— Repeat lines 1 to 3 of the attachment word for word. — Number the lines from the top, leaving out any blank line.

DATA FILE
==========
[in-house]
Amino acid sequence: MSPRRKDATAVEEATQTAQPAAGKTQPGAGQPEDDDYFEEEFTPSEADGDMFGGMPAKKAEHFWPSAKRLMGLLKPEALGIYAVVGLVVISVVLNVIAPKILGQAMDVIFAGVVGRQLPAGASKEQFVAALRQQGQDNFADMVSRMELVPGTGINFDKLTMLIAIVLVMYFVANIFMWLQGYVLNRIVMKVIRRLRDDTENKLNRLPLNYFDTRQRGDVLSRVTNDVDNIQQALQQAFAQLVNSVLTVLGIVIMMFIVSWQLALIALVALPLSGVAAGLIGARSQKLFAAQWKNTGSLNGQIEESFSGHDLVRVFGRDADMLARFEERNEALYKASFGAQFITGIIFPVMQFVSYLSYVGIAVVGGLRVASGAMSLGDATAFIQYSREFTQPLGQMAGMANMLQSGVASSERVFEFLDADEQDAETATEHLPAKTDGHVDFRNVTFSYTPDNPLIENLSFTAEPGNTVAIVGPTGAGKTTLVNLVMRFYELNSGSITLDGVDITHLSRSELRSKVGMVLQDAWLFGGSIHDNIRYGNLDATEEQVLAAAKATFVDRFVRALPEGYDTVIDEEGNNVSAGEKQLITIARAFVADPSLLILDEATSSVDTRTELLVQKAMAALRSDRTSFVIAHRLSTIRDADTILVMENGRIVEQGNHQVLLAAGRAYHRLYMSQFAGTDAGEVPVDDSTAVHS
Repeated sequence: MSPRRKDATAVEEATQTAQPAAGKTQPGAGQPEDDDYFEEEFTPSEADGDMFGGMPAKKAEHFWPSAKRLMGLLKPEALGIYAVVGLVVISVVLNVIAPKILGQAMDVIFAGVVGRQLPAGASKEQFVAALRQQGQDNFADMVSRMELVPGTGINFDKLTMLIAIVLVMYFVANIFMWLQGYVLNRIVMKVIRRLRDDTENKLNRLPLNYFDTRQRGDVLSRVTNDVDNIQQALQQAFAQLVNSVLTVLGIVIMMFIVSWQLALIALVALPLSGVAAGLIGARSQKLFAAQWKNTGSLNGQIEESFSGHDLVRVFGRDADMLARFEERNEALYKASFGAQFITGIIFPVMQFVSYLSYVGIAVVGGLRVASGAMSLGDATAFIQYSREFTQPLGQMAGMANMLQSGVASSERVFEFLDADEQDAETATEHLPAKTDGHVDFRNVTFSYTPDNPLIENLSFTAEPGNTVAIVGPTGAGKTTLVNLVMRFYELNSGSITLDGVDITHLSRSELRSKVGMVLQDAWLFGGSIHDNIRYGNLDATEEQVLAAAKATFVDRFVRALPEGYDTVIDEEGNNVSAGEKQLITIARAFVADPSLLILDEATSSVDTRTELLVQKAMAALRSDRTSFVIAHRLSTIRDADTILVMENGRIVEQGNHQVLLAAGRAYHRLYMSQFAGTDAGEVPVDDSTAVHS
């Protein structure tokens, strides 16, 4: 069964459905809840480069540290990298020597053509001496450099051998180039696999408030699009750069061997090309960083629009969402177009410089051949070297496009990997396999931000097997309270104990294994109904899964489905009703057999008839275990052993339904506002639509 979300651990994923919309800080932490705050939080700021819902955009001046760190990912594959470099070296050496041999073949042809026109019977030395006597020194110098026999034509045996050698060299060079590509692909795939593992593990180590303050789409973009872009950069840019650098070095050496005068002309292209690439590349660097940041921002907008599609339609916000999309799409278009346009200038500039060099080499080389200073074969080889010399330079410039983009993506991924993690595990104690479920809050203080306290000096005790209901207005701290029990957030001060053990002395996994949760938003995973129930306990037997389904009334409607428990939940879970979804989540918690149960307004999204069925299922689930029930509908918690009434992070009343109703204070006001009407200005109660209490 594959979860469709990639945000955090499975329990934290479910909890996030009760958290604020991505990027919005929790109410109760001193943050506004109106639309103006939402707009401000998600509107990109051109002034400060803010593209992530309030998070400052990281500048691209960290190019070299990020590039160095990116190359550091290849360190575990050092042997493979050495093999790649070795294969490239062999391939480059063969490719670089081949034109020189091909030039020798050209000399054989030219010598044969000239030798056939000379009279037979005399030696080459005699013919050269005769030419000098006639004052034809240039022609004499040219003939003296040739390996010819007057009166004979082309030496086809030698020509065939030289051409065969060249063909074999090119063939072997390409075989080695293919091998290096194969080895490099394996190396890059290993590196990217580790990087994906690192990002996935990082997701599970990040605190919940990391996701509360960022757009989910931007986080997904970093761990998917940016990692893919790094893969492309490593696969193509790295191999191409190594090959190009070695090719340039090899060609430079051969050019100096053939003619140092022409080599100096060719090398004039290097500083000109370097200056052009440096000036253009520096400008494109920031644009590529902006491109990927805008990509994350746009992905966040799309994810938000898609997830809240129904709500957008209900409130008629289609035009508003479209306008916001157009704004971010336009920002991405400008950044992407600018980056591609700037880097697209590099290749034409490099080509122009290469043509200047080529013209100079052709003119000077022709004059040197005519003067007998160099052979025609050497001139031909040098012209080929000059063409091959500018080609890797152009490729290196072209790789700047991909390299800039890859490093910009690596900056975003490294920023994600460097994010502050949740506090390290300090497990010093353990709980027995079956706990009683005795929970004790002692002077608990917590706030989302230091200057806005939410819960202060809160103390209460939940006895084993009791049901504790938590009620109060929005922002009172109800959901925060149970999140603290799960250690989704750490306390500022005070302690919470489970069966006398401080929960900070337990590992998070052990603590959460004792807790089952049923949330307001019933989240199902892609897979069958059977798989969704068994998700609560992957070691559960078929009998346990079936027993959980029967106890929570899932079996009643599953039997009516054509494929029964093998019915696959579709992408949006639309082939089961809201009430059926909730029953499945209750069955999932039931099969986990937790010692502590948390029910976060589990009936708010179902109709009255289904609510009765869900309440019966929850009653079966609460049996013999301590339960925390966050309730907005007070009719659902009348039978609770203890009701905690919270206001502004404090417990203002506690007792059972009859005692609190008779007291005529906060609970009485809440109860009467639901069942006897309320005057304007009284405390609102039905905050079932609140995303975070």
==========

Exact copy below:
[in-house]
Amino acid sequence: MSPRRKDATAVEEATQTAQPAAGKTQPGAGQPEDDDYFEEEFTPSEADGDMFGGMPAKKAEHFWPSAKRLMGLLKPEALGIYAVVGLVVISVVLNVIAPKILGQAMDVIFAGVVGRQLPAGASKEQFVAALRQQGQDNFADMVSRMELVPGTGINFDKLTMLIAIVLVMYFVANIFMWLQGYVLNRIVMKVIRRLRDDTENKLNRLPLNYFDTRQRGDVLSRVTNDVDNIQQALQQAFAQLVNSVLTVLGIVIMMFIVSWQLALIALVALPLSGVAAGLIGARSQKLFAAQWKNTGSLNGQIEESFSGHDLVRVFGRDADMLARFEERNEALYKASFGAQFITGIIFPVMQFVSYLSYVGIAVVGGLRVASGAMSLGDATAFIQYSREFTQPLGQMAGMANMLQSGVASSERVFEFLDADEQDAETATEHLPAKTDGHVDFRNVTFSYTPDNPLIENLSFTAEPGNTVAIVGPTGAGKTTLVNLVMRFYELNSGSITLDGVDITHLSRSELRSKVGMVLQDAWLFGGSIHDNIRYGNLDATEEQVLAAAKATFVDRFVRALPEGYDTVIDEEGNNVSAGEKQLITIARAFVADPSLLILDEATSSVDTRTELLVQKAMAALRSDRTSFVIAHRLSTIRDADTILVMENGRIVEQGNHQVLLAAGRAYHRLYMSQFAGTDAGEVPVDDSTAVHS
Repeated sequence: MSPRRKDATAVEEATQTAQPAAGKTQPGAGQPEDDDYFEEEFTPSEADGDMFGGMPAKKAEHFWPSAKRLMGLLKPEALGIYAVVGLVVISVVLNVIAPKILGQAMDVIFAGVVGRQLPAGASKEQFVAALRQQGQDNFADMVSRMELVPGTGINFDKLTMLIAIVLVMYFVANIFMWLQGYVLNRIVMKVIRRLRDDTENKLNRLPLNYFDTRQRGDVLSRVTNDVDNIQQALQQAFAQLVNSVLTVLGIVIMMFIVSWQLALIALVALPLSGVAAGLIGARSQKLFAAQWKNTGSLNGQIEESFSGHDLVRVFGRDADMLARFEERNEALYKASFGAQFITGIIFPVMQFVSYLSYVGIAVVGGLRVASGAMSLGDATAFIQYSREFTQPLGQMAGMANMLQSGVASSERVFEFLDADEQDAETATEHLPAKTDGHVDFRNVTFSYTPDNPLIENLSFTAEPGNTVAIVGPTGAGKTTLVNLVMRFYELNSGSITLDGVDITHLSRSELRSKVGMVLQDAWLFGGSIHDNIRYGNLDATEEQVLAAAKATFVDRFVRALPEGYDTVIDEEGNNVSAGEKQLITIARAFVADPSLLILDEATSSVDTRTELLVQKAMAALRSDRTSFVIAHRLSTIRDADTILVMENGRIVEQGNHQVLLAAGRAYHRLYMSQFAGTDAGEVPVDDSTAVHS